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[IP] "Durable Medical Supplies" and health insurers

I want to applaud Michael's primer about sticking up for our rights when
it comes to claiming coverage for insulin pump supplies.  He is right
on, and it bears repeating.


>> Date: Thu, 24 Jun 1999 10:31:31 -0800
From: "Michael" <email @ redacted>
Subject: [IP] Insurance Problems

> Please share any info you get to fight these insurance gorillas!!!!
Most insurance policies are written in a manner that says all normal 
medical expenses are covered unless experimental or specifically 
excluded. Since you are unable to negotiate the terms of the policy 
and must accept what they provide for policy language, the courts 
have taken a strict interpretation of the language to mean that if 
the insurance company forgot to mention something, they are obligated
to provide it. Bottom line, pumps and supplies are covered unless 
there is specific language to the contrary. You may have to appeal, 
you may have to involve the insurance commissioners office or 
state department of labor in the case of a union sponsored medical 
plan, but DON'T give up, don't take no for an answer. If 
prescription diabetes supplies of any kind are covered, then all the 
pump supplies are probably covered as well as described above. 

There must be specific policy language written in your policy as the 
basis for denial. Insulin Pumps and their supplies are conventional 
therapy for diabetes that can be prescribed by any physician.

Use the wooden leg story and stand up for your rights. All that 
should be required for coverage is a prescription from your physician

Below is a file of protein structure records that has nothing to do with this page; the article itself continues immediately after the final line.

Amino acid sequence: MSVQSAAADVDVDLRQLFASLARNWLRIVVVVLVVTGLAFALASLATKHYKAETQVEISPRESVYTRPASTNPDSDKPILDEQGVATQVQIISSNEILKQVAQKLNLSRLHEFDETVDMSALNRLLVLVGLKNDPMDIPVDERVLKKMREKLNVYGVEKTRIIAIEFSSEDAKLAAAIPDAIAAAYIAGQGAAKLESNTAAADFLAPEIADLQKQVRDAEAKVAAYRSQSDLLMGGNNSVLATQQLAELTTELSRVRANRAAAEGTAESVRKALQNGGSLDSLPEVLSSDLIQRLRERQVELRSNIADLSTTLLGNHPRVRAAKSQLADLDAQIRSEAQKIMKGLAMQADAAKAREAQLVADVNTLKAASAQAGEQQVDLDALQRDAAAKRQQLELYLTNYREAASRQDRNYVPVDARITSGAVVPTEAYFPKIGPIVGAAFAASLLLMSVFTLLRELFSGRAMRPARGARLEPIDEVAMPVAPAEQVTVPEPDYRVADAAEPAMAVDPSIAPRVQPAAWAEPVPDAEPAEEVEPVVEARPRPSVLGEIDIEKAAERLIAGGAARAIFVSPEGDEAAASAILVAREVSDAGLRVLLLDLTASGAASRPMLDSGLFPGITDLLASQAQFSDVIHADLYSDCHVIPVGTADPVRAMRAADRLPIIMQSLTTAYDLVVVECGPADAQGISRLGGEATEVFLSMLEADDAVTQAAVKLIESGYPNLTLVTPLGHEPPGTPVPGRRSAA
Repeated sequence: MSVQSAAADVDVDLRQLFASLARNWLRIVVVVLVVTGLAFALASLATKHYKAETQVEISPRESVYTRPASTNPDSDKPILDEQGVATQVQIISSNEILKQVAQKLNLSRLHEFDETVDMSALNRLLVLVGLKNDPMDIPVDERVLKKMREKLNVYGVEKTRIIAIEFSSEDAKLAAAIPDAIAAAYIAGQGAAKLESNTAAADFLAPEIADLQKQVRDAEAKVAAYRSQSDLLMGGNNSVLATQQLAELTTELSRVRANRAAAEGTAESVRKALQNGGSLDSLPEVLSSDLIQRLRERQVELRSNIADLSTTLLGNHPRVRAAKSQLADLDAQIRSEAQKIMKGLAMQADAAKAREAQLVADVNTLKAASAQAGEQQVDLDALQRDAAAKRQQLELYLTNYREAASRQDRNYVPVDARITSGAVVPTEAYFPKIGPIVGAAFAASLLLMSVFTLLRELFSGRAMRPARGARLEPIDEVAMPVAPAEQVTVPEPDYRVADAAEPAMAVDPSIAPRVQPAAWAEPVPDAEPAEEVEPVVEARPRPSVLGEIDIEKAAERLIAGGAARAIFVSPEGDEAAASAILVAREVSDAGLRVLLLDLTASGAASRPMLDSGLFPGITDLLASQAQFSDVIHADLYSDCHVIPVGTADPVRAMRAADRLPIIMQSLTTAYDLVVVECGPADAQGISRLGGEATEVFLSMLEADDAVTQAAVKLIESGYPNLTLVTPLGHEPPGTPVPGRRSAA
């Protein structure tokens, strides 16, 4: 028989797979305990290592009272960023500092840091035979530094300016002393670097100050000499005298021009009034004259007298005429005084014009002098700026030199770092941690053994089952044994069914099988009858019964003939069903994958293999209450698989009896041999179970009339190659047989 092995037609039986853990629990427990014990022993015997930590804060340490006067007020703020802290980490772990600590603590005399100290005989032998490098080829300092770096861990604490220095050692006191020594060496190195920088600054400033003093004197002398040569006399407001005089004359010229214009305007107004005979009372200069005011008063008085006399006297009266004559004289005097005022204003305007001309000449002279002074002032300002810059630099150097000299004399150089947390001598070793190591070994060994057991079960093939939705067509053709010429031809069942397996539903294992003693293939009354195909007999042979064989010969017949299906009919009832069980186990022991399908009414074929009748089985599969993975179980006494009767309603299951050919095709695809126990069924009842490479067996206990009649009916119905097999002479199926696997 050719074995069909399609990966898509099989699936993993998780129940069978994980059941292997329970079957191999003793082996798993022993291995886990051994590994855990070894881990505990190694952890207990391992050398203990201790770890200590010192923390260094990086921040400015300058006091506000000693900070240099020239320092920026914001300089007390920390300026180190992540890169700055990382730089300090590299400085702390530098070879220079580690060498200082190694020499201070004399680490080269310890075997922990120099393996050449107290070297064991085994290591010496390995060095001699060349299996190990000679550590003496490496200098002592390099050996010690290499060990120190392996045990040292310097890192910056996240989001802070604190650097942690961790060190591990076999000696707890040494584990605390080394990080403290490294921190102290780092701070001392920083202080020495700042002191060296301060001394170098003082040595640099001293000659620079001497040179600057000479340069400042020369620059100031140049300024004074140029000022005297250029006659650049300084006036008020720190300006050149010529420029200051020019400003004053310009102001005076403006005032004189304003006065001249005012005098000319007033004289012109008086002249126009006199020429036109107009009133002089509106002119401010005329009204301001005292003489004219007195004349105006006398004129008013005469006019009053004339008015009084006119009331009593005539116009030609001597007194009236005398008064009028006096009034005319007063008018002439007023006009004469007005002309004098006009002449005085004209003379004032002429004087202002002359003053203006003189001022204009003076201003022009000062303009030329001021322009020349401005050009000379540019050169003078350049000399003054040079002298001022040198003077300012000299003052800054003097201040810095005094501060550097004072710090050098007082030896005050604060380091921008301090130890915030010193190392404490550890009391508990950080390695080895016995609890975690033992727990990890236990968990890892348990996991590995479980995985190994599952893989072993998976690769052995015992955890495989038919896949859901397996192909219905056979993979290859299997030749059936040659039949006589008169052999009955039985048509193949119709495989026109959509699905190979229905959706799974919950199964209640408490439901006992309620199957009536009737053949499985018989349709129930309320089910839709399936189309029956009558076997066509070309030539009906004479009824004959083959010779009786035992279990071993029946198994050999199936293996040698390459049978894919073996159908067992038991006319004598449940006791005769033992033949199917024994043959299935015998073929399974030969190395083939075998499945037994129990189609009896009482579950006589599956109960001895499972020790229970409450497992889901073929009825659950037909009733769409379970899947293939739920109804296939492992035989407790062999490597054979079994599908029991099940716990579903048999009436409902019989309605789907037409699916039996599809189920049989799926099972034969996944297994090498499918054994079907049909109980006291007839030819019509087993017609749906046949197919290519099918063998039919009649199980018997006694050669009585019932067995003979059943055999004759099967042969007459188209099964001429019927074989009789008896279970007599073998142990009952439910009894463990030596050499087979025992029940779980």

and a letter of medical necessity That doesn't mean it will work, but
you must address the legal issues of the the policy language, age 
discrimination, etc.....

They may tell you that your hbA1c's are so good you don't need a 
pump, quite the contrary.  Good hbA1c's are an indication of a 
patient that works hard at control and is a GOOD candidate for a 
pump, not the other way around. They need to understand that (they 
do, but tell them again). Then again, if your hbA1c's aren't so good,
you can tell them how the pump will help them improve and how the 
improvement will help lower long term complications. See the 
improvement charts on the ABOUT page of the web site and the link to 
the user friendly DCCT explanation on the LINKS page. The majority 
of participants in the DCCT switched to insulin pumps because tight 
control was easier to achieve.

If all this doesn't work, at some point in time after you have been 
reasonably polite, start the appeals process. Even if this process is
denied, continue at that point to contact the medical director for 
the insurance company and re-start the process. You must use all the 
economic arguments on reduced complications, cite the results from 
the DCCT, etc... and continue to point out that in the 
absence of specific language to the contrary, the pump should 
be covered under the policy. As a last resort, threaten taking 
the matter to the insurance commissioner (or state labor board 
if union) and tell them that the matter will go to your 
attorney. Remember that if you bluff, there is a small but 
slight chance you will have to back it up. They'll eventually cave 
in. Keep up the faith, attack, attack, attack.....

email @ redacted <<
Insulin Pumpers website http://www.insulin-pumpers.org/
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